BILL NUMBER: SB 696	INTRODUCED
	BILL TEXT


INTRODUCED BY   Senator Lieu

                        FEBRUARY 18, 2011

   An act to add Division 22 (commencing with Section 70000) to the
Financial Code, relating to financial literacy.


	LEGISLATIVE COUNSEL'S DIGEST


   SB 696, as introduced, Lieu. California Financial Literacy
Initiative.
   The California Constitution requires the Legislature to encourage
the promotion of intellectual improvement. Existing law regulates
financial institutions and their interactions with the public.
Existing law recognizes the existence of specialized financial
institutions that provide services, including, but not limited to,
financial literacy training, to underserved communities.
   This bill would establish the California Financial Literacy
Initiative in the Controller's office for the purpose of providing
resources and instruction to Californians to improve financial
literacy. The initiative would be administered by the Controller. The
bill would establish the California Financial Literacy Fund in the
State Treasury and would authorize the Controller to deposit private
donations into the fund from entities with no direct financial
interest in any financial products. The bill would require those
moneys to be made available upon appropriation in the annual Budget
Act. The bill would require the Controller, beginning in 2012, to
report to specified committees of the Legislature annually on or
before August 30 on the implementation of the initiative, as
specified.
   Vote: majority. Appropriation: no. Fiscal committee: yes.
State-mandated local program: no.


THE PEOPLE OF THE STATE OF CALIFORNIA DO ENACT AS FOLLOWS:

  SECTION 1.  The Legislature finds and declares all of the
following:
   (a) The average American household consumer credit card debt is
about eight thousand five hundred dollars ($8,500).
   (b) Forty-three percent of American families spend more than they
earn, and data from the Federal Reserve states that Americans hold a
total debt of $1.9773 trillion, not including mortgage debt,
averaging eighteen thousand six hundred fifty-four dollars ($18,654)
per household.
   (c) As the mortgage crisis demonstrated, there is a severe
shortage of affordable financial advisors to counsel middle and lower
income Californians and advise them on how to plan when a fiscal
crisis hits.
   (d) Studies show that 60 percent of homeowners facing foreclosure
did not know to reach out to their lenders, which has proven the best
way to avoid foreclosure and foreclosure scams.
   (e) The first quarter of 2008 reported 169,831 foreclosure filings
in California, the highest in the country, at a rate of one in every
78 households.
   (f) High school seniors taking part in a national survey of
financial knowledge scored an average of 48.3 percent, which is a
failing grade.
   (g) Undergraduate students reported their freshman year as the
most prevalent time for obtaining credit cards, with 78 percent
reporting that they obtained their first credit card at 18 years of
age.
   (h) Sixty-five percent of 18 to 19 year olds, the average age that
college students reported getting their first credit card, failed a
financial literacy test.
   (i) Many groups are dedicated to increasing the financial literacy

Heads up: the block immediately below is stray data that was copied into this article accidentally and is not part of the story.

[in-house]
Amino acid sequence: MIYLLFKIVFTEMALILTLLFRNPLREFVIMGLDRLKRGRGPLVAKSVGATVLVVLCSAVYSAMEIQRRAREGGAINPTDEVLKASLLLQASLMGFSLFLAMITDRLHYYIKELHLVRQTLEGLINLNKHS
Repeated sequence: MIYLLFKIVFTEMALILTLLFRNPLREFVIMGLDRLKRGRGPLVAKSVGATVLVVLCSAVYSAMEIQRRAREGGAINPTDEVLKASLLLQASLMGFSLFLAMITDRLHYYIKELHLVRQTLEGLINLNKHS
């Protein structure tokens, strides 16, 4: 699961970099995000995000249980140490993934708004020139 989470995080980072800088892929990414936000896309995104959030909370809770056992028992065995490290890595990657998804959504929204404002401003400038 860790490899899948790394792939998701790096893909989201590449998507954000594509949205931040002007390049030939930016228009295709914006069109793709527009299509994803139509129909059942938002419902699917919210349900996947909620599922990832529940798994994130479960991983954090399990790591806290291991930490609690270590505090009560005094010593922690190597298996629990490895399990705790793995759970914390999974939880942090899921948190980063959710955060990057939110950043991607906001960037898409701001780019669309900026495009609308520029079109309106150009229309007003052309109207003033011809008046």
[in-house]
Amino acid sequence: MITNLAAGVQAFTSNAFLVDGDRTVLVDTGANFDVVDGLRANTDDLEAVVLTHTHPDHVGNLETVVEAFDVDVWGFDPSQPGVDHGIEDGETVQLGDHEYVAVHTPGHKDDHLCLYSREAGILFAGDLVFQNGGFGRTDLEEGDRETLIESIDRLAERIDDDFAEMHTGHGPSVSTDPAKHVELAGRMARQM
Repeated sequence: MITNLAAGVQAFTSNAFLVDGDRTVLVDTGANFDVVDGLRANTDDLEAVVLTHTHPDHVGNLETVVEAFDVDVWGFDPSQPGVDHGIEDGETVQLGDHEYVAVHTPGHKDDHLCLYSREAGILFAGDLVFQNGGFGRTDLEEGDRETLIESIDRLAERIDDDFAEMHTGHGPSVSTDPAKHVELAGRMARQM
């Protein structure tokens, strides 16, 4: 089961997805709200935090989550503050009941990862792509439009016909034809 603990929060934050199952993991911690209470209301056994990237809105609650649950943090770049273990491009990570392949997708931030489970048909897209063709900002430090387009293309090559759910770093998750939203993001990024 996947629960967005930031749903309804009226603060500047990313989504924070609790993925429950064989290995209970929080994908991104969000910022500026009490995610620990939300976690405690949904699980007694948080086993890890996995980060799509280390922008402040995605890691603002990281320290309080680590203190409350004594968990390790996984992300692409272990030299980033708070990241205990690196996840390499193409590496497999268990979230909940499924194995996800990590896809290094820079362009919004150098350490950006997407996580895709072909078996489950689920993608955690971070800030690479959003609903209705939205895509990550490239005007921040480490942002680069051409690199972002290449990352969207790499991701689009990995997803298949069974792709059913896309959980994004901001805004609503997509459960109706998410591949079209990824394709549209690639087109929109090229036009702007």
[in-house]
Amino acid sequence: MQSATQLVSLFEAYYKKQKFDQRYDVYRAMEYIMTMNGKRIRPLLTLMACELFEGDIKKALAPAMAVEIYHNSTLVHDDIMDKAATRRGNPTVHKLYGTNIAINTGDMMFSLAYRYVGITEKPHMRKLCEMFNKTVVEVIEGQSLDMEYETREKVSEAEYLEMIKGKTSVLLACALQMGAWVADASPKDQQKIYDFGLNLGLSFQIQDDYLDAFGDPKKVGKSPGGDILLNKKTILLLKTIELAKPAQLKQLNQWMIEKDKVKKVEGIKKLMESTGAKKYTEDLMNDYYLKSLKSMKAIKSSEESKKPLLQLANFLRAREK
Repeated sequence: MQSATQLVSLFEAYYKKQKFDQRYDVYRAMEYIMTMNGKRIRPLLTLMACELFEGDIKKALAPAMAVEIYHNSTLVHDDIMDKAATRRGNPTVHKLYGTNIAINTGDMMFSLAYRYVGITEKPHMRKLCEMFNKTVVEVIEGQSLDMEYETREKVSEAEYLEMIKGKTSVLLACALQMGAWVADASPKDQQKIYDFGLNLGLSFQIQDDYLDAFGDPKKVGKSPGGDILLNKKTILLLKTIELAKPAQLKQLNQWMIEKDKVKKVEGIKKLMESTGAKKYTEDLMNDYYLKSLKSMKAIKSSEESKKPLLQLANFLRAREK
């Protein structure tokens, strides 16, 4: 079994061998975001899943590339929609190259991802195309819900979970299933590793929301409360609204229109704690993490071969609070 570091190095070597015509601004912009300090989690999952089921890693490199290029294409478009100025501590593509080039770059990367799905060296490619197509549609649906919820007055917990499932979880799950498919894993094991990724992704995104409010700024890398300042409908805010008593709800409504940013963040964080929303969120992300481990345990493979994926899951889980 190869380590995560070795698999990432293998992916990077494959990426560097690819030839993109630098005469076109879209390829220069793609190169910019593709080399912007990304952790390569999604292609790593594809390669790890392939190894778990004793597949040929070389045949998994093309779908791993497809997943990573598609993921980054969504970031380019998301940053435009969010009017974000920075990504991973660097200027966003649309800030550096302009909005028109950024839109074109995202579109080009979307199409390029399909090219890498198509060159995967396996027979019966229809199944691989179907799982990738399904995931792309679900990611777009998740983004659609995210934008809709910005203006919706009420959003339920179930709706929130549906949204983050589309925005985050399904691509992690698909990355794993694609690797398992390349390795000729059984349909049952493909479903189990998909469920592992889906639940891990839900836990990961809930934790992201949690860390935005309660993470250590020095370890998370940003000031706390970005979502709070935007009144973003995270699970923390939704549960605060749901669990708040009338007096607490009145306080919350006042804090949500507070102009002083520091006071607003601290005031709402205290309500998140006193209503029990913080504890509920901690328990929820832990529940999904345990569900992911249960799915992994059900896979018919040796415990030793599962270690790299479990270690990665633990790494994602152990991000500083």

of Americans and a broad range of quality personal finance
instructional materials and curricula have been created for this
purpose.
   (j) California does not have an official statewide policy or
educational plan for the teaching of financial literacy.
   (k) Financial literacy materials and resources exist in many
forms, but are not organized or collected in a systematic manner.
   (l) The teaching of financial literacy skills is vital to equip
the young people of California with the tools they need to enter the
workforce.
  SEC. 2.  Division 22 (commencing with Section 70000) is added to
the Financial Code, to read:

      DIVISION 22.  CALIFORNIA FINANCIAL LITERACY INITIATIVE


   70000.  For purposes of this division, "initiative" means the
California Financial Literacy Initiative.
   70001.  (a) The California Financial Literacy Initiative is hereby
established in the Controller's office as a program for improving
financial literacy by providing resources and instruction to
Californians.
   (b) The initiative shall be administered by the Controller.
   70002.  The California Financial Literacy Fund is hereby
established in the State Treasury. The purpose of the fund is to
implement measures defined by the initiative. The Controller may
accept private donations from entities with no direct financial
interest in any financial products and deposit those donations into
the fund, which shall be made available upon appropriation in the
annual Budget Act.
   70003.  Beginning in 2012, the Controller shall provide to the
respective chairpersons of the Assembly Committee on Banking and
Finance and the Senate Committee on Banking, Finance and Insurance an
annual report on the initiative. This report shall include, but not
be limited to, steps taken to partner with the financial services
community and governmental and nongovernmental stakeholders to
improve Californians' financial literacy, a description of the basic
financial skills information available on the Controller's Internet
Web site and plans to improve that clearinghouse of information, any
nonstate funding received for purposes of this initiative, and any
additional recommendations to enhance financial literacy in
California. This report shall be submitted no later than August 30 of
each year.